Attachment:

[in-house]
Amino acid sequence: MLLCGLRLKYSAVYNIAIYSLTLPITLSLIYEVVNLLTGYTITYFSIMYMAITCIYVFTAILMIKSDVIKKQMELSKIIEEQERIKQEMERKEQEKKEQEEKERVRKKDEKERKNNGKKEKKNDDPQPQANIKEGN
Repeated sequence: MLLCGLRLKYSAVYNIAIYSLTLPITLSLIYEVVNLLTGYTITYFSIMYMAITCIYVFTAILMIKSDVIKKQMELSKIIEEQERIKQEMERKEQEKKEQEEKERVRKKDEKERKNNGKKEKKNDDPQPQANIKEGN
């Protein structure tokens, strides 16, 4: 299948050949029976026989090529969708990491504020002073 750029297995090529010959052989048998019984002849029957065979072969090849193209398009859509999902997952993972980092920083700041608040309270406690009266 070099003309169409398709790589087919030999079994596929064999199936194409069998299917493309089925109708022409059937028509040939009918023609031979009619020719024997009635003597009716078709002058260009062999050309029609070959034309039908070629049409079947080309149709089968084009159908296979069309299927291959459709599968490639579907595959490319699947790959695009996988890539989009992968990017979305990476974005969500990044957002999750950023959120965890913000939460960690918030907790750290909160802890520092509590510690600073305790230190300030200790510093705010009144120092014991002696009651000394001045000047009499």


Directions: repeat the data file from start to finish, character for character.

[in-house]
Amino acid sequence: MLLCGLRLKYSAVYNIAIYSLTLPITLSLIYEVVNLLTGYTITYFSIMYMAITCIYVFTAILMIKSDVIKKQMELSKIIEEQERIKQEMERKEQEKKEQEEKERVRKKDEKERKNNGKKEKKNDDPQPQANIKEGN
Repeated sequence: MLLCGLRLKYSAVYNIAIYSLTLPITLSLIYEVVNLLTGYTITYFSIMYMAITCIYVFTAILMIKSDVIKKQMELSKIIEEQERIKQEMERKEQEKKEQEEKERVRKKDEKERKNNGKKEKKNDDPQPQANIKEGN
């Protein structure tokens, strides 16, 4: 299948050949029976026989090529969708990491504020002073 750029297995090529010959052989048998019984002849029957065979072969090849193209398009859509999902997952993972980092920083700041608040309270406690009266 070099003309169409398709790589087919030999079994596929064999199936194409069998299917493309089925109708022409059937028509040939009918023609031979009619020719024997009635003597009716078709002058260009062999050309029609070959034309039908070629049409079947080309149709089968084009159908296979069309299927291959459709599968490639579907595959490319699947790959695009996988890539989009992968990017979305990476974005969500990044957002999750950023959120965890913000939460960690918030907790750290909160802890520092509590510690600073305790230190300030200790510093705010009144120092014991002696009651000394001045000047009499």